Track grade is the slope of a railroad track. The track grade is expressed as the percentage of its rise for the length of its run. For example, if you have 100 inches of model railroad track and the train climbs one inch, then the grade is 1%. So when 25 inches of track rises 1 inch, the grade is 4%. Maximum grade is the steepest slope your trains can climb. Well-planned grades can make a layout interesting. Badly planned ones can be a disaster.
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What's My Maximum Grade?
This is a common question on the online model railroad forums. The popular answer is, "Never use grades steeper than 2 percent." People seem to like simple answers even when the question isn't simple.
The largest manufacturer of model railroad landscape materials, Woodland Scenics, offers flexible incline foam for grading model railroad train layouts in grades of 2%, 3%, and 4%. If everyone followed the popular rule of thumb, it's safe to say that Woodland Scenics would not be selling 3% and 4% foam grade kits. As you can see from the diagram, these grades aren't very steep. But for real life trains, these are considered steep grades.
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Why Model Trains Can Handle Steeper Grades Than Real Trains
Some builders of prototypical model railroads will ridicule any grade steeper than 2%, perhaps not without justification. In real-life railroading, there are three classes of grades: 0.8% to 1% is "light grade," 1% to 1.8% is "heavy grade" and anything greater than 1.8% is "mountain grade." So perhaps it's not unreasonable to look askance at layouts with grades greater than 2% and call them "toy train" layouts. But that doesn't make it courteous... or kind. Maximum grade is frequently dictated by available layout space. The implied requirement is that if one is building a small layout it should be flat. But why not a mountain grade railroad over a flat oval or figure eight!
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Maximum Track Grade and Train Issues
So just what is the maximum grade you can use? Maximum grade is a function of three factors: the power of your locomotives, the weight of your locomotives, and the number and weight of the cars in your trains. That the locomotive's power is a factor is common sense; a weak locomotive won't pull many cars up a grade. But how the weight of the locomotive affects maximum grade isn't quite so obvious. The greater the weight, the greater the traction. This means wheels on lighter locomotives may slip where heavier locomotives can climb a grade. So larger scale locomotives may handle steep grades better than smaller scales. Good N scale locomotives can pull around 15 cars up a 4% grade. But to some modelers, 15 cars is too short a train.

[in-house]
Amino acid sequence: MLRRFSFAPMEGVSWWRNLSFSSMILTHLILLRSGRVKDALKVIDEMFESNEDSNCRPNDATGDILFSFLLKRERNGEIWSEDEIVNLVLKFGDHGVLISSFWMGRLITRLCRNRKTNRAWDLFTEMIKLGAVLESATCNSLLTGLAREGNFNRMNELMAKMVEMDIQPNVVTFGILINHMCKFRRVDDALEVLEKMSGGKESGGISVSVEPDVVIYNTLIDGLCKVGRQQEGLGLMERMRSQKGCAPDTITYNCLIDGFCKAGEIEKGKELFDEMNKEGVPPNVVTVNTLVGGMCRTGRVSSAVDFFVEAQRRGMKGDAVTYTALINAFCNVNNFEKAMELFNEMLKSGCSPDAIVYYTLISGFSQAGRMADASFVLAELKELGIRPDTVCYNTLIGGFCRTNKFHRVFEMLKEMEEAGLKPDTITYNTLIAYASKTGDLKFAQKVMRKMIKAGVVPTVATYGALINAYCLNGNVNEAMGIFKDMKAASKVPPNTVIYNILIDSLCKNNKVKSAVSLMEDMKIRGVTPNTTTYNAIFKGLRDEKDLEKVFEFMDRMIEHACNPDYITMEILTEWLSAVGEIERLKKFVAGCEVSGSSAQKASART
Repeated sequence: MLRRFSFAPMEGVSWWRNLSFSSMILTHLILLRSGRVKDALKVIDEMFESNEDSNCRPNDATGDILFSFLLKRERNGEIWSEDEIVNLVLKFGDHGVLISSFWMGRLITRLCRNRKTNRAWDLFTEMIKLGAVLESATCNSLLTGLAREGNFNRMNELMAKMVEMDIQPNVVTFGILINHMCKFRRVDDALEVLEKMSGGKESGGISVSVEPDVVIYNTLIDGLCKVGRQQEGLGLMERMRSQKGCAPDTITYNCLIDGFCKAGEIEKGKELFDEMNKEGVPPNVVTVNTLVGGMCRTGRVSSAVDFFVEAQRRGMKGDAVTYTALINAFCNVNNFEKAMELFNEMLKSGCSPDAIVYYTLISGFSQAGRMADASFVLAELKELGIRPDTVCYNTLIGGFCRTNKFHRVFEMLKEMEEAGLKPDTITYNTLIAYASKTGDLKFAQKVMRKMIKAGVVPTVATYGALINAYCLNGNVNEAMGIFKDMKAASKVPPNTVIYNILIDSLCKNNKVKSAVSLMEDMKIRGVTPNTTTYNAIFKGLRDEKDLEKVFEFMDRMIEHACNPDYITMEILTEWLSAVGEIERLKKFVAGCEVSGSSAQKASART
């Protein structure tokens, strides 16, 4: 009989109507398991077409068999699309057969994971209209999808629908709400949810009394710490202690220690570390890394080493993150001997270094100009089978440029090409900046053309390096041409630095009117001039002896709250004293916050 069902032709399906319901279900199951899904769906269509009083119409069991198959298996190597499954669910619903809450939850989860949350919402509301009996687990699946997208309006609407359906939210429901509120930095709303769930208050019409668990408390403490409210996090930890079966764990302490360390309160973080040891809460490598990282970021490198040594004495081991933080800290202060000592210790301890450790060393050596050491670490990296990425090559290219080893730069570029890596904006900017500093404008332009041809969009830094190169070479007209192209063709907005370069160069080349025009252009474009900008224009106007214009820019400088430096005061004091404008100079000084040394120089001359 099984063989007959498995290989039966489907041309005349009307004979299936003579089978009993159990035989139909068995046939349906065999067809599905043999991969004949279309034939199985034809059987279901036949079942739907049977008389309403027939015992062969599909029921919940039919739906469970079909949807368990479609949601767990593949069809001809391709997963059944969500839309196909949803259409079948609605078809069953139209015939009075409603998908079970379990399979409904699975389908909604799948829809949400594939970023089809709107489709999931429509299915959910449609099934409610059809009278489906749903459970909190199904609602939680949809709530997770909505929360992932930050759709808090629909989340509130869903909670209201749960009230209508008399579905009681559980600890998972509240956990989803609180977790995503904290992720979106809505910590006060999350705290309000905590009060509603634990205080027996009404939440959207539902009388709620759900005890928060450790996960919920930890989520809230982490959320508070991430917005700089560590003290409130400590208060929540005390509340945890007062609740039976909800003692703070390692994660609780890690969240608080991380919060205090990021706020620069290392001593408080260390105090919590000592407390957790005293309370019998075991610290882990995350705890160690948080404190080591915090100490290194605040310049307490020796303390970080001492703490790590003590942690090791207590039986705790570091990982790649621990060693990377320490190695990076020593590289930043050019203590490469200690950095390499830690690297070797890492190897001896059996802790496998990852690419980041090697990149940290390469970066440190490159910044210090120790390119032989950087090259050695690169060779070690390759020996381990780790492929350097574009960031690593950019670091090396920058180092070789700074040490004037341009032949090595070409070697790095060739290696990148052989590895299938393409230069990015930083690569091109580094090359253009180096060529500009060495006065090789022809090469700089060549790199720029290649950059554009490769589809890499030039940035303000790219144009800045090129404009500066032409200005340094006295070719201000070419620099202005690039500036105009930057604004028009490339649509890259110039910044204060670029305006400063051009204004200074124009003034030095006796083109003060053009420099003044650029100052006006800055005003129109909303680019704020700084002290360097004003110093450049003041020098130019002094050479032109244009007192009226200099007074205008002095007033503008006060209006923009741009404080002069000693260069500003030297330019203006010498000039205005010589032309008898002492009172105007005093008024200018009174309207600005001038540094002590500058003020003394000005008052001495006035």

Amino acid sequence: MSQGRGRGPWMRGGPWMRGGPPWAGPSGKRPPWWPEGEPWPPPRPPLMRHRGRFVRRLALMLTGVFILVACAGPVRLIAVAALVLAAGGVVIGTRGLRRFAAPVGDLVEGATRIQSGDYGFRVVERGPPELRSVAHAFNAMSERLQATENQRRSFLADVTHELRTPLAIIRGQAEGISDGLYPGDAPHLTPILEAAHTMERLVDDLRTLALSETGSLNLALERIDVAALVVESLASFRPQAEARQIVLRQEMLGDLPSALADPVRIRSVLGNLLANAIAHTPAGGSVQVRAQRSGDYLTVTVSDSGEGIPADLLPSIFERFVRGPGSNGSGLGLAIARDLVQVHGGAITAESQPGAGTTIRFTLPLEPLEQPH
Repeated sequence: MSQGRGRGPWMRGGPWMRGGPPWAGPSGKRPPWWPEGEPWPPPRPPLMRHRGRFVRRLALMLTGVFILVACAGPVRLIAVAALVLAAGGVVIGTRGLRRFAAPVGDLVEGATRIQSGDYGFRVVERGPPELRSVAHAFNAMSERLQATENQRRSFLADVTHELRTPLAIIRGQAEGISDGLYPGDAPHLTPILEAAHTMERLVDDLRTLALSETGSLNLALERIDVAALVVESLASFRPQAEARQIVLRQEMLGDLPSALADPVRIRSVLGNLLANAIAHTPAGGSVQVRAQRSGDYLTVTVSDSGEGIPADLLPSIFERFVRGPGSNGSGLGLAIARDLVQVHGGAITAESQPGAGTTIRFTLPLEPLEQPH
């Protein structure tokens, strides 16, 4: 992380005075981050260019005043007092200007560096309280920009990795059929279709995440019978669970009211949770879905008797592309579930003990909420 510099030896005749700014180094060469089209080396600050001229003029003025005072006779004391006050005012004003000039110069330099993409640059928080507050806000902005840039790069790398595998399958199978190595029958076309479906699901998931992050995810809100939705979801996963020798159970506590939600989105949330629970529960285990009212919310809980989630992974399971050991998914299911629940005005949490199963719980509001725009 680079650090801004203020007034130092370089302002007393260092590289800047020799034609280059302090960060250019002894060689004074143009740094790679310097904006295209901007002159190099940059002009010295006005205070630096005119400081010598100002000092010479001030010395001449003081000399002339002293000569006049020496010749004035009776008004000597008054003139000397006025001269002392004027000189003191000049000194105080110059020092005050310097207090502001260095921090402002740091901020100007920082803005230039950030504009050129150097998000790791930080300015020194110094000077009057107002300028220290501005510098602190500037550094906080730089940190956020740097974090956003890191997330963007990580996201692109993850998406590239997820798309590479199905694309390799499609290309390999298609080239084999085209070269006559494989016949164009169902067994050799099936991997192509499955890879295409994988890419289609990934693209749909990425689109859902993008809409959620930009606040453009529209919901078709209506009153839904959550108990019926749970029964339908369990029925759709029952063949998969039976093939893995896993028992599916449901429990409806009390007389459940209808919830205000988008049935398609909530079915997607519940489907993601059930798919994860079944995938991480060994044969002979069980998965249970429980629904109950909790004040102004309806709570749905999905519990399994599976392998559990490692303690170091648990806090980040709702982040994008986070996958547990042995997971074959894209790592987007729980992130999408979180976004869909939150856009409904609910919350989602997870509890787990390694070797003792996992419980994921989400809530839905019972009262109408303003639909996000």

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Grades, Like Curves, Are All About Space
With model train track curves our concern is the width of the space available to us. While curves can be used to break up the monotony of long straight sections of track, turning a train around with a180-degree curve, a necessity for continuous running layouts, taxes the limits of a narrow layout.
With model train track, grades can also be used to make a layout more visually appealing. But interesting layouts frequently pass one track over another on bridges or trestles. And gaining sufficient height for an over/under on a short model railroad layout is where grades become a challenge.Continue to 5 of 11 below.
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Model Railroad Layout Overpass Clearances
The table at the left shows lists clearances in various scales for bridges and tunnels. Click the link so you can read it. The NMRA doesn't list standards for tunnel and bridge clearances that I have been able to find. Their vertical clearance standards are based on their "H" dimension.
Manufacturers of trestle piers and tunnel portals generally exceed this dimension sufficiently to take into account the height of the rails for most model railroad tracks. However, there are numerous cases where tunnel portal products didn't have sufficient clearance for models of modern locomotives and cars. And pantographs on electric locomotives increase clearance requirements too.